Richard D. Parsons

Richard D. Parsons served as chairman of AOL Time Warner and Citigroup before taking over as CEO of the NBA’s Los Angeles Clippers in 2014.


Born on April 4, 1948, in Brooklyn, New York, Richard Parsons attended the University of Hawaii and Albany Law School. Following his early legal career, Parsons developed a reputation for managing crises as CEO of Dime Bank, CEO and chairman of AOL Time Warner, and chairman of Citigroup. He became CEO of the NBA's Los Angeles Clippers after team owner Donald Sterling was suspended in May 2014.

Childhood and Schools

Richard Dean "Dick" Parsons was born on April 4, 1948, in Brooklyn, New York. The son of an electrical technician and a homemaker, he skipped a grade in elementary school and another in high school. Relegated to Princeton University’s wait list, he instead enrolled at the University of Hawaii at age 16.

Parsons majored in history and met his future wife, Laura Bush, at Hawaii. Although he was still six credits shy of his diploma after four years, he performed well enough on his pre-law exams to earn acceptance to Albany Law School in New York. Parsons worked part-time as a janitor before graduating first in his class in 1971.

Early Professional Success

Parsons began his professional career as counsel to New York governor Nelson Rockefeller, who retained the young lawyer after becoming U.S. vice president in 1974. Moving on to the Patterson, Belknap, Webb & Tyler law firm in 1977, Parsons worked alongside future New York City mayor Rudy Giuliani and rose to the rank of managing partner.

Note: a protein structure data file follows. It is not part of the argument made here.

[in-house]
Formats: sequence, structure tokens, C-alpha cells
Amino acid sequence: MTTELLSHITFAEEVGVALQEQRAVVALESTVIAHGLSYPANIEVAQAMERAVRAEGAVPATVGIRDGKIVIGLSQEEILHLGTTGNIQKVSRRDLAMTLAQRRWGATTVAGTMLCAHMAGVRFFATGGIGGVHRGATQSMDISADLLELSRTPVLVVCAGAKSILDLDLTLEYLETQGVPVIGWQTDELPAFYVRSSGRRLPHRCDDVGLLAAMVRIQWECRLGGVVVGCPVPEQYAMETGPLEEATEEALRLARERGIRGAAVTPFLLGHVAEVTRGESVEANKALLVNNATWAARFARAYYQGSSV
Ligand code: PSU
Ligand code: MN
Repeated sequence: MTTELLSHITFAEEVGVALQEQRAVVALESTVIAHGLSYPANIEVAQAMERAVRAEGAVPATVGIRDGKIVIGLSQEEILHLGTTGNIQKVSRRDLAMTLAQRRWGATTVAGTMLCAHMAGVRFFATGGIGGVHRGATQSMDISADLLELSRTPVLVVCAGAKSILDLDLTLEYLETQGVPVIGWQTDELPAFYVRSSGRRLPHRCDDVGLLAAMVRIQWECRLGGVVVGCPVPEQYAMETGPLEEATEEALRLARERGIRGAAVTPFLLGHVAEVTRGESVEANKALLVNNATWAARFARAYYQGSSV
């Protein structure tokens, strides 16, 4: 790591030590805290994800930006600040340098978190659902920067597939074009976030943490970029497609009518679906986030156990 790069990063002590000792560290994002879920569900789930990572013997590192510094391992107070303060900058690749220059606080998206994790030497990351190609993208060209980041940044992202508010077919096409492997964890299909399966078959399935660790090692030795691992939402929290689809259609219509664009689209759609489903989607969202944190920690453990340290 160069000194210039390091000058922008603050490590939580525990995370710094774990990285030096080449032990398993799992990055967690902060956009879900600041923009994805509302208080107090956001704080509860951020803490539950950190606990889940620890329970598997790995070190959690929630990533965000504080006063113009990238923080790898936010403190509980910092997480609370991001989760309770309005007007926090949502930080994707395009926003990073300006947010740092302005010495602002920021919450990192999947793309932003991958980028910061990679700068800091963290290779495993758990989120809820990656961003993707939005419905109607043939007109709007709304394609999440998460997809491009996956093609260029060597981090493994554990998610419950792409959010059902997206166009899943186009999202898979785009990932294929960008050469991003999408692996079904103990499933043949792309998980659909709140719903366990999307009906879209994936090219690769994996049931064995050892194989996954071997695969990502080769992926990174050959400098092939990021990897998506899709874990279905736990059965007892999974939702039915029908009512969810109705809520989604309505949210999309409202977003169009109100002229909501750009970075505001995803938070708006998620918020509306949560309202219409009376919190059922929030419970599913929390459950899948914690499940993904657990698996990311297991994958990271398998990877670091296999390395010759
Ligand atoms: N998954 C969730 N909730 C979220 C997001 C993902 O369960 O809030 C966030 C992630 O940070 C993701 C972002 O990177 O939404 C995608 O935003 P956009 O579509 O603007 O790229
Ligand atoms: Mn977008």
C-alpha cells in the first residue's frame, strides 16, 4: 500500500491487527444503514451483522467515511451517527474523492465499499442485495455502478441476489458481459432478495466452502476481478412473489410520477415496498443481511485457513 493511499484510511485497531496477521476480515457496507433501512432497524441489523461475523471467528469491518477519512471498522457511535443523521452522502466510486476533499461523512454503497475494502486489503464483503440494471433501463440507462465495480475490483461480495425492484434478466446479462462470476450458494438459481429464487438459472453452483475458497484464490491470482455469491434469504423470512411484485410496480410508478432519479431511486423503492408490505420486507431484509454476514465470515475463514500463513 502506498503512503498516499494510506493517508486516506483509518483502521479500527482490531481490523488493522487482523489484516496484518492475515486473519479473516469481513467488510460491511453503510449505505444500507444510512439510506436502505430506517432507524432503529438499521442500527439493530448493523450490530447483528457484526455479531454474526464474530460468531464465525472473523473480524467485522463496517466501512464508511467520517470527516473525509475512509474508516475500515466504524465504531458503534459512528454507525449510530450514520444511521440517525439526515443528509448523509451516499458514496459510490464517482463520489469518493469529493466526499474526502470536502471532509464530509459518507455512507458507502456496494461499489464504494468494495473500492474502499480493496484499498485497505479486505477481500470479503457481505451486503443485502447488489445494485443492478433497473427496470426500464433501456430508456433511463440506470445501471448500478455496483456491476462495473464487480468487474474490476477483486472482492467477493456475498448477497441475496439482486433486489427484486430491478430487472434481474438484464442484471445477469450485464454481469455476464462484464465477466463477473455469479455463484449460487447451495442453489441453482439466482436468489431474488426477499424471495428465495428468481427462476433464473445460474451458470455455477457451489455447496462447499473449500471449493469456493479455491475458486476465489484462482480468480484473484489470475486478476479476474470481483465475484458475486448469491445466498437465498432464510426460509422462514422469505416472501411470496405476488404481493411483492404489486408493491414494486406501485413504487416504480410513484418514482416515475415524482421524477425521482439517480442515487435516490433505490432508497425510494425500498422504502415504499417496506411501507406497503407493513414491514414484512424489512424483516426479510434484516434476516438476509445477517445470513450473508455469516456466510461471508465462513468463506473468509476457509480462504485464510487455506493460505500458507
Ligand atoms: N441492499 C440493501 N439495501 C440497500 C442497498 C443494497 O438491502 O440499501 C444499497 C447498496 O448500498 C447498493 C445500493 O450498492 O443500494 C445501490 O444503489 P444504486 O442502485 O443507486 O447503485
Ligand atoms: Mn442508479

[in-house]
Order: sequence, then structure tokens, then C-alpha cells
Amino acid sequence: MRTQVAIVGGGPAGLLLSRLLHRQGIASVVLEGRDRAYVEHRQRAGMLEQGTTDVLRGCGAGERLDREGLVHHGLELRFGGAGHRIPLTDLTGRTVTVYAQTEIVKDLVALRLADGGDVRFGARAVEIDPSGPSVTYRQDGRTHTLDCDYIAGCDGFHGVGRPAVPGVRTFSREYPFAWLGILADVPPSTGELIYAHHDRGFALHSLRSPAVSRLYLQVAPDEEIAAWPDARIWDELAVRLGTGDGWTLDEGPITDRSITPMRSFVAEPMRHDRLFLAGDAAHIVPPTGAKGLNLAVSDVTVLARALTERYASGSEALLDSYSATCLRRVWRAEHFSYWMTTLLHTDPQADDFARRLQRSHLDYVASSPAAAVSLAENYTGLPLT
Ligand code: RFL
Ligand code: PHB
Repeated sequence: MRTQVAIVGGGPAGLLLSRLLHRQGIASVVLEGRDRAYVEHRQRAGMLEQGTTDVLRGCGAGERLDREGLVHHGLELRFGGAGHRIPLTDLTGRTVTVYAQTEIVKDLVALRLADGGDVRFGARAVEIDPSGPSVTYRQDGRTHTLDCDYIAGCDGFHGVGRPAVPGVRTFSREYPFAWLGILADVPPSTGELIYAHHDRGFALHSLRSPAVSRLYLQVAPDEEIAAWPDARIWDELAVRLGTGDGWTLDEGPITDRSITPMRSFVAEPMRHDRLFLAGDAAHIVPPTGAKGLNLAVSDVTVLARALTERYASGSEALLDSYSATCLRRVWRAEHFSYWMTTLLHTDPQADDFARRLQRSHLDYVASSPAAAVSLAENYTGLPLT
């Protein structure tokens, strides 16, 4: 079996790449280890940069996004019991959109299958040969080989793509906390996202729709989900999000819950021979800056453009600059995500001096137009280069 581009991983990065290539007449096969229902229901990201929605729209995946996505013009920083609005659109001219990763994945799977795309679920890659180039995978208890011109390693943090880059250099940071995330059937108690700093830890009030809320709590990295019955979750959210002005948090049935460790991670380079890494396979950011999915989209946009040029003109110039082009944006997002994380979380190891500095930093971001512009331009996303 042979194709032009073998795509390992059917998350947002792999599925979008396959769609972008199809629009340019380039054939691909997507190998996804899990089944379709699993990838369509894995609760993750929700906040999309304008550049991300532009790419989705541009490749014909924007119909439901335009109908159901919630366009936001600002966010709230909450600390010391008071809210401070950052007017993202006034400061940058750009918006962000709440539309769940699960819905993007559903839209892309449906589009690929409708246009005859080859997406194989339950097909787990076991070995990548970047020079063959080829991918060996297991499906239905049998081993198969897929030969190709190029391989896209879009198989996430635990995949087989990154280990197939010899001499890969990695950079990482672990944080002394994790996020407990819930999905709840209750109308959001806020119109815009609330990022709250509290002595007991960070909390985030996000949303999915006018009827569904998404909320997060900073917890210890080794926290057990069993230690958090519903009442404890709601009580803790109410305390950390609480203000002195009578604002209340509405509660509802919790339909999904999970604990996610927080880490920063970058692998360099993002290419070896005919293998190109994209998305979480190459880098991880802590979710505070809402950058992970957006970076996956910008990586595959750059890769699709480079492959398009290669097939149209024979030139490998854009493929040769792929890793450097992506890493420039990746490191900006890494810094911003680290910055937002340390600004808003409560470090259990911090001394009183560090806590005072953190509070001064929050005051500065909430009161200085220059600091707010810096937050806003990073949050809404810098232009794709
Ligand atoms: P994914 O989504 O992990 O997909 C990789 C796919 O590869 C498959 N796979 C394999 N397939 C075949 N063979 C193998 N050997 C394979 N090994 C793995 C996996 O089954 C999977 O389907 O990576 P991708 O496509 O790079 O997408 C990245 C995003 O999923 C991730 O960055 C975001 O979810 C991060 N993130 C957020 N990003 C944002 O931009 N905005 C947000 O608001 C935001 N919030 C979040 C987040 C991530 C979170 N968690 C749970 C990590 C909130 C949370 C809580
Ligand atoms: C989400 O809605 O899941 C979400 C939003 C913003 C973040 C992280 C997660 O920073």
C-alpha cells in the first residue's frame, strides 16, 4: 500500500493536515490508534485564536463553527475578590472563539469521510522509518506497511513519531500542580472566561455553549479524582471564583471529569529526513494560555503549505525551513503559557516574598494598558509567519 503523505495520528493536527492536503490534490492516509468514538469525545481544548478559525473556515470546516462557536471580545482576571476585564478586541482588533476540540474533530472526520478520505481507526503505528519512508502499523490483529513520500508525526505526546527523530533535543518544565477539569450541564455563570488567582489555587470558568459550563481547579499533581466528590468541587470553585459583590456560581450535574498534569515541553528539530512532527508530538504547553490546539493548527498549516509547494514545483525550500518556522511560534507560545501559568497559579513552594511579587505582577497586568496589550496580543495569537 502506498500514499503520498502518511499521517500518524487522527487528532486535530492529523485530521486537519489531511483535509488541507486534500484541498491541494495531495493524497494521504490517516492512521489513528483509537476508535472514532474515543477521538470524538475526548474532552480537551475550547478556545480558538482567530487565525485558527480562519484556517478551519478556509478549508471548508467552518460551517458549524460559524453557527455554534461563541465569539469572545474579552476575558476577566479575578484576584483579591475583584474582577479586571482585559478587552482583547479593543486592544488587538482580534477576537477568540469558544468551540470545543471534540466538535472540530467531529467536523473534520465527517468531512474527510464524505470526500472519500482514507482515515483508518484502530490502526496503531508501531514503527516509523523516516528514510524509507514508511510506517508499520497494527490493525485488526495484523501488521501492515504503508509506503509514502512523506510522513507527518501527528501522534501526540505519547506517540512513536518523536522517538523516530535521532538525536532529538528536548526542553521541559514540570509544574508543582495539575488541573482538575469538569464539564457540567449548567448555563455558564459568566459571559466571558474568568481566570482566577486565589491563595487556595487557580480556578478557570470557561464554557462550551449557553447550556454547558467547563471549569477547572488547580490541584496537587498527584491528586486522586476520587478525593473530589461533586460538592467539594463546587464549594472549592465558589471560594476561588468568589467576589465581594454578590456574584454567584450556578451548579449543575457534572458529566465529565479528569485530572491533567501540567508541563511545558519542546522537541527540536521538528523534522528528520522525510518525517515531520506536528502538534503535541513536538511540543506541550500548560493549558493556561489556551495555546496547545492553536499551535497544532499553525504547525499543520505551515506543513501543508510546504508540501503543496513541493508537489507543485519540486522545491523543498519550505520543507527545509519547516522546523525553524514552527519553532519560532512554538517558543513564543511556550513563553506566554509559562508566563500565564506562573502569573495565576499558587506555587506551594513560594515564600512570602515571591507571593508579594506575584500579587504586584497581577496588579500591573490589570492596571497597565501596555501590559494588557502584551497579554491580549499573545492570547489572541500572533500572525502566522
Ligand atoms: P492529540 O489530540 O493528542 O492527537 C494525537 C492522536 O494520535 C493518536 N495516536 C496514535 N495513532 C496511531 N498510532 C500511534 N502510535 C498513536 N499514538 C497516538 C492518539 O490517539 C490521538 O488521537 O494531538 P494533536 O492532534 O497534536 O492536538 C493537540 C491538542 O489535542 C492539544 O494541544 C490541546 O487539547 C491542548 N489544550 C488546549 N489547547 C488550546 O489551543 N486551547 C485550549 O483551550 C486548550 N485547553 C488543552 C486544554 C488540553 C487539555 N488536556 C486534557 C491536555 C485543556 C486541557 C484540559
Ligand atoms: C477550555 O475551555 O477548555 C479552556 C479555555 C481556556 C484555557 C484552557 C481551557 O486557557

Corporate Problem Solver

Recruited to join Dime Savings Bank as chief operating officer in 1988, Parsons took over as CEO two years later when the savings and loan crisis threatened to derail the institution. Parsons kept Dime afloat as the real estate market recovered and spearheaded a successful merger with Anchor Savings Bank in 1994.

Named president of Time Warner in 1995, Parsons was thrust into the role of CEO and chairman following the ill-fated merger with AOL in 2001. He streamlined the business divisions and weathered investigations by the Securities and Exchange Commission and the Justice Department, quelling enough fires to earn Institutional Investor's nod as the entertainment industry's top CEO in January 2005. However, the media giant struggled to make a sufficient recovery, and Parsons stepped down from his leadership positions in 2008.

His emergency-management capacities were called upon again when the 2008 financial crisis sent Citigroup into a tailspin. Installed as chairman in early 2009, Parsons maintained the channels of communication with Treasury Secretary Timothy Geithner and FDIC Chairman Sheila Bair, and worked to soothe the nerves of frazzled investors. Having helped stabilize the company, Parsons left in 2012 to focus on a new jazz club venture, his Italian vineyard and various board memberships.

Clippers' CEO

Parsons was ushered into the midst of a new crisis after Donald Sterling, the owner of the NBA’s Los Angeles Clippers, was suspended for life in May 2014 for derogatory comments about African Americans. The former bank and media chief accepted NBA Commissioner Adam Silver’s offer to take over as interim CEO of the team. But another public relations issue arose when questions surfaced about whether Parsons actually played for the University of Hawaii basketball team. Parsons subsequently clarified he played for one season on the freshman team.

"I am not a particularly ambitious person, believe it or not, and I am certainly not a driven person. I am a hard worker — I was always told by my parents that luck was the residue of hard work."    

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